I was wondering if there is a word to describe someone whose name is diametrically oppossed to who they are. For instance a firefighter whose last name is Arson or a swimmer whose last name is Dry.
Consider: A: Do you like ice cream? B: No, I don't. Usually in a grammar book when you answer someone's question with negation you'll use shortened answer as in "I don't". I know you can ...
Possible Duplicate: Tag Questions “is he not” Which is correct: Is it not raining today? Isn't it raining today?
It is time to rock, but don't be too loud. Is it recommended to stay consistent with the use of apostrophes? Should it instead be: It's time to rock, but don't be too loud. If that is fine ...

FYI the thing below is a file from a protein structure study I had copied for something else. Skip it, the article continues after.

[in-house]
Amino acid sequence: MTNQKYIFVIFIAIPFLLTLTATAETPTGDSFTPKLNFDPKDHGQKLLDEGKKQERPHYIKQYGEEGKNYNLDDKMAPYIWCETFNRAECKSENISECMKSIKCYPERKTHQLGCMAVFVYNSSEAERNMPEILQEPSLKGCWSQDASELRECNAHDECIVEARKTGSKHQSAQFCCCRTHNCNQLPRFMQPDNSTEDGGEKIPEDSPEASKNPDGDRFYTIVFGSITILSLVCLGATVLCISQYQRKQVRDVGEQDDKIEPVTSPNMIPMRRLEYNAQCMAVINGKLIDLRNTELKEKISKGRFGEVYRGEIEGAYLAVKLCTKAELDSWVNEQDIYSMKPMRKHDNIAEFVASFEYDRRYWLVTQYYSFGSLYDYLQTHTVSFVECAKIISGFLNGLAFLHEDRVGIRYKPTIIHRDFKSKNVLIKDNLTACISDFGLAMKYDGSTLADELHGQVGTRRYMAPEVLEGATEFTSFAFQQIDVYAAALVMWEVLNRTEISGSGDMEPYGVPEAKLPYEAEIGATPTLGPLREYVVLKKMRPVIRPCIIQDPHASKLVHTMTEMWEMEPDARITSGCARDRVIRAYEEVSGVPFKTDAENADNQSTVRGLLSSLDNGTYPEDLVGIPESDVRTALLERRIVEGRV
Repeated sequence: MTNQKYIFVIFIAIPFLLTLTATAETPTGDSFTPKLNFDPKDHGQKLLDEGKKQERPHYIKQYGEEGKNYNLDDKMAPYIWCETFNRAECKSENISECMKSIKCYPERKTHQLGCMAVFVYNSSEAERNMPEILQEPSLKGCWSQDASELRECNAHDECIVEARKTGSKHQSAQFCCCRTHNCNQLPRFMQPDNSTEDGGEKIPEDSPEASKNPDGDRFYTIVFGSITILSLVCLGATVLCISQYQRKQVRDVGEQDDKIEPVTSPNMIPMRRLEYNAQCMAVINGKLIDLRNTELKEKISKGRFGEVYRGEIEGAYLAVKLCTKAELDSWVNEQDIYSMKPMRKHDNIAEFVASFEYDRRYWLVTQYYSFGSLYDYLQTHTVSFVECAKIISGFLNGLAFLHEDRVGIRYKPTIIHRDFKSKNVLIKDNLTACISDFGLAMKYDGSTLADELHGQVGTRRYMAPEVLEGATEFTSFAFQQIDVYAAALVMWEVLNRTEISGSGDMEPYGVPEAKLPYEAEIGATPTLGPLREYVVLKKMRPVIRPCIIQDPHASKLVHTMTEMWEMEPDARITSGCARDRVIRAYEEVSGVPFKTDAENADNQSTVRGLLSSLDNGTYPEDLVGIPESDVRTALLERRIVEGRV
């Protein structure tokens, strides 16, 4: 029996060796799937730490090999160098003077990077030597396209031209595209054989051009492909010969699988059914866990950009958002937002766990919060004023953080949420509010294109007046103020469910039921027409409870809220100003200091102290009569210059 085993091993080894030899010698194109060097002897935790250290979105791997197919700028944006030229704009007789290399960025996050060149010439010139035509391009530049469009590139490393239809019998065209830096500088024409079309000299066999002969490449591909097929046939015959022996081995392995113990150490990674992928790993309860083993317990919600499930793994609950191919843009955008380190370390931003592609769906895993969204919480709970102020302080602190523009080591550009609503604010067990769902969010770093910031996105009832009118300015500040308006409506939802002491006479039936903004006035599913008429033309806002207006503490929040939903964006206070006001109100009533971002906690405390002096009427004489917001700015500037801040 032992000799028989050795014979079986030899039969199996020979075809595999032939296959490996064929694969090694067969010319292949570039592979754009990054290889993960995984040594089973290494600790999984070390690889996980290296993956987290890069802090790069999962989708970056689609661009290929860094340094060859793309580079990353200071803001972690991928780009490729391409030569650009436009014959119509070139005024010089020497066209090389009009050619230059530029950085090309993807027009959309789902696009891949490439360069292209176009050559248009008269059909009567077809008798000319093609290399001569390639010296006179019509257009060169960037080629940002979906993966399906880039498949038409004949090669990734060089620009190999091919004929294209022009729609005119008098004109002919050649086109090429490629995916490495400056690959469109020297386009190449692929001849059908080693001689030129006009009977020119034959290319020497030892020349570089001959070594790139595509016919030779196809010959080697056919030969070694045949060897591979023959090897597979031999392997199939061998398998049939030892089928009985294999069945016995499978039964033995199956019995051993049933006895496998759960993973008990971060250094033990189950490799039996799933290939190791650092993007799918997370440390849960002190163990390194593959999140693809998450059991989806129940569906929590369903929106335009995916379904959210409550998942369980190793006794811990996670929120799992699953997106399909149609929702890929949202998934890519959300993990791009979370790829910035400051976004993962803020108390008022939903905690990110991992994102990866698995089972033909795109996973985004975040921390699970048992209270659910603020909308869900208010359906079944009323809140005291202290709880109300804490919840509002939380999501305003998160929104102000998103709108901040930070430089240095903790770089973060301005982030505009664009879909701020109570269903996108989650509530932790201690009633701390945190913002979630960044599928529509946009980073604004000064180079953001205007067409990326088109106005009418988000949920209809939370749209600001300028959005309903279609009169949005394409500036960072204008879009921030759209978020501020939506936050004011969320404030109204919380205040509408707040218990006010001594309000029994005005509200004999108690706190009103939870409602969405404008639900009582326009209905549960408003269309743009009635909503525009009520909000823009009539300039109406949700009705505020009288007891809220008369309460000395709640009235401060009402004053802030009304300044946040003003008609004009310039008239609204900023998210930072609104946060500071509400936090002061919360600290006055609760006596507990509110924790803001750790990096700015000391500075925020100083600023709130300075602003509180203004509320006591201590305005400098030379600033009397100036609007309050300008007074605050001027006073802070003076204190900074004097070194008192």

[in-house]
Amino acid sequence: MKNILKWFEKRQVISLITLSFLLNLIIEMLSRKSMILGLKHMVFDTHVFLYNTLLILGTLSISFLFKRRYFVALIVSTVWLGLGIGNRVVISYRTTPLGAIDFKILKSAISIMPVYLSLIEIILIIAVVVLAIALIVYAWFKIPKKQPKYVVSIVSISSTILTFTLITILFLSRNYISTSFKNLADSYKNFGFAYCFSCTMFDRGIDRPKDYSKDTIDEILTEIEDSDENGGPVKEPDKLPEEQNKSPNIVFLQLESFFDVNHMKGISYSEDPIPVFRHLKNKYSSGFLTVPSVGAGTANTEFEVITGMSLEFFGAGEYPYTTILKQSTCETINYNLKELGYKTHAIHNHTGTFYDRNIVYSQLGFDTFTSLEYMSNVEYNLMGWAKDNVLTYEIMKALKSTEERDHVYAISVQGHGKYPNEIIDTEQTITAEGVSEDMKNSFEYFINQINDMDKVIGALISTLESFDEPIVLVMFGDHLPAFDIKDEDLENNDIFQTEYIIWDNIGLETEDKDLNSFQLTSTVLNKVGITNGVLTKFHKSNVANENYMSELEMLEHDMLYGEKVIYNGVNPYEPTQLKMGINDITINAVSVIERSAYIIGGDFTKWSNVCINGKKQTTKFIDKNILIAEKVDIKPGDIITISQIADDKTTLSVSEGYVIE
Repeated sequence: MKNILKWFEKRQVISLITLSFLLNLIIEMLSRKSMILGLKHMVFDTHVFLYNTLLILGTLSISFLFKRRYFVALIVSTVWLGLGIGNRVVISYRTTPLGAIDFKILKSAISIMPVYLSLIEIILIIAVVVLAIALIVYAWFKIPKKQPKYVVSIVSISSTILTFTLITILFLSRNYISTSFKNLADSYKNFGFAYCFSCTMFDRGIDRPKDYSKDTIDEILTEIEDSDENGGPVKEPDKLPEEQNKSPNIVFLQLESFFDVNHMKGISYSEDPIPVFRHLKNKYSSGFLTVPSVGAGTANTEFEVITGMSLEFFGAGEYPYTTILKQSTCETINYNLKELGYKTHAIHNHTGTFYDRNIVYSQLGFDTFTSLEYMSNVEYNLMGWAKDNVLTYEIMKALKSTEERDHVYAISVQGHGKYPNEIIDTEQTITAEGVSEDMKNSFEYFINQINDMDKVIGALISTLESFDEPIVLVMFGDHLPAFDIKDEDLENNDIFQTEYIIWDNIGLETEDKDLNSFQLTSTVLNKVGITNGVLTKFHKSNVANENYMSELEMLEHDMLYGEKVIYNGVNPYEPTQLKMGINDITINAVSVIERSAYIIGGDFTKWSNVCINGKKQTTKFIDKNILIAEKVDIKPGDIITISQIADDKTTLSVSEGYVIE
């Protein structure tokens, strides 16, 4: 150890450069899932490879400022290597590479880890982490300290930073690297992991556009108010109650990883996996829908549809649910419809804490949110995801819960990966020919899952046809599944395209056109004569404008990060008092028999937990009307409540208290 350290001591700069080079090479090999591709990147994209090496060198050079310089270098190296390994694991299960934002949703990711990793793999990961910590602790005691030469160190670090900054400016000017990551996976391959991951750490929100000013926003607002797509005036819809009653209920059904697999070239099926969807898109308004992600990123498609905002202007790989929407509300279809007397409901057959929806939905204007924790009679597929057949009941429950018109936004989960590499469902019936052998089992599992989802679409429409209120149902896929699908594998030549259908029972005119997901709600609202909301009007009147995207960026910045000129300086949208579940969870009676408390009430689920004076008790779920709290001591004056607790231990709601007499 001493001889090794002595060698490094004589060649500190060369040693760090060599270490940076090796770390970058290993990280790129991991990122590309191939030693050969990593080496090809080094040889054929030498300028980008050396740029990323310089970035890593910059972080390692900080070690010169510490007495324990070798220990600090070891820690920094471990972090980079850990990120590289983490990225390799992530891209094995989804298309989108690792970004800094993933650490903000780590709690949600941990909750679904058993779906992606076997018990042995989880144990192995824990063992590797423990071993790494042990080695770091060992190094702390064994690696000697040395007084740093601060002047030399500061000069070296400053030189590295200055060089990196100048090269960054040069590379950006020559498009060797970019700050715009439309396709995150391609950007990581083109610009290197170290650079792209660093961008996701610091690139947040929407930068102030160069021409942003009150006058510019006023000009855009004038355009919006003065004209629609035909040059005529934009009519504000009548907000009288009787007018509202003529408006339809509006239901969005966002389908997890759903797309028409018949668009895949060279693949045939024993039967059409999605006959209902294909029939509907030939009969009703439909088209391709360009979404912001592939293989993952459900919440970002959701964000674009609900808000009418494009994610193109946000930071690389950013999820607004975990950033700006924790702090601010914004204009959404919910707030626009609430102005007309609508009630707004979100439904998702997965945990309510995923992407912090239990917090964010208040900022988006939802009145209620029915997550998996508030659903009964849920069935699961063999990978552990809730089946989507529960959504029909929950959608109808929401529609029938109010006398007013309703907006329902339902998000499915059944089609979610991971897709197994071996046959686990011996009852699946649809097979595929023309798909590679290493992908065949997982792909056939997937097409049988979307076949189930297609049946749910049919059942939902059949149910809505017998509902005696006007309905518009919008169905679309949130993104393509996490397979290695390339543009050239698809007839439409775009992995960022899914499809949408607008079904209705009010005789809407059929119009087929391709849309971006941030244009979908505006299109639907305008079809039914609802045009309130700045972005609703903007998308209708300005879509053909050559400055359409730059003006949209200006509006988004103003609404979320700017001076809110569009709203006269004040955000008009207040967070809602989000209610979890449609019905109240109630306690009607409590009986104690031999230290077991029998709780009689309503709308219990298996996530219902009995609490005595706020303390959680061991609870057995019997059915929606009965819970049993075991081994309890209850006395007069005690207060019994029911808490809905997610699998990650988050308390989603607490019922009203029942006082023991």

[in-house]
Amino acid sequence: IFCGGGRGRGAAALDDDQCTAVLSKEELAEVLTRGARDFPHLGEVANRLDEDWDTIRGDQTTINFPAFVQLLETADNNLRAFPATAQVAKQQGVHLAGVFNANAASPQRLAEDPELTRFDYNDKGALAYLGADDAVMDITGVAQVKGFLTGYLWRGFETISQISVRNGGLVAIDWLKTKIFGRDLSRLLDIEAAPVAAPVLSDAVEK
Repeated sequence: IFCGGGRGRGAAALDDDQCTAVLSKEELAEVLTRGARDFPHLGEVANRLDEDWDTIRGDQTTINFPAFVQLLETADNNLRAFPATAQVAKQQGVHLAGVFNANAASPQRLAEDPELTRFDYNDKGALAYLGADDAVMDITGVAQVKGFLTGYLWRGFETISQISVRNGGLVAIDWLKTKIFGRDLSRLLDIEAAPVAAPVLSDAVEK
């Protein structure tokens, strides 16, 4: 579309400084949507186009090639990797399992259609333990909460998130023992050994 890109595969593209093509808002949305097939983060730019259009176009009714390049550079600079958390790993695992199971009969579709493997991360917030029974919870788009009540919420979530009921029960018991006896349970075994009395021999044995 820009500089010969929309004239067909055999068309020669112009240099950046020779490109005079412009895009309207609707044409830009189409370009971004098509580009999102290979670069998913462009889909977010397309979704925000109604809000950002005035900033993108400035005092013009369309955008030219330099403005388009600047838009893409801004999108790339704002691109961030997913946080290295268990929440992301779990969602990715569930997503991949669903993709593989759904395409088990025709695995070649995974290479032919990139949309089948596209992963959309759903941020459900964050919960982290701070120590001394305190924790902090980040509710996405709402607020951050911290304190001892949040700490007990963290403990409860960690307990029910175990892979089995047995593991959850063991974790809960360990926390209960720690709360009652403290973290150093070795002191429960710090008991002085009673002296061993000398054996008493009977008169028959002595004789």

The phrase "Most of it's in English" is grammatically correct (it's short for "Most of it is in English"), but it doesn't feel right. Is there a reason it doesn't feel right? Edit: The thing I'm ...
Are these two words interchangeable? How do you know when to use one or the other? For some sentences it is easy to know which one to use, but not for others. The type of sentences that are difficult ...
What are the differences between the two sentences below: There is no rule. There isn't rule.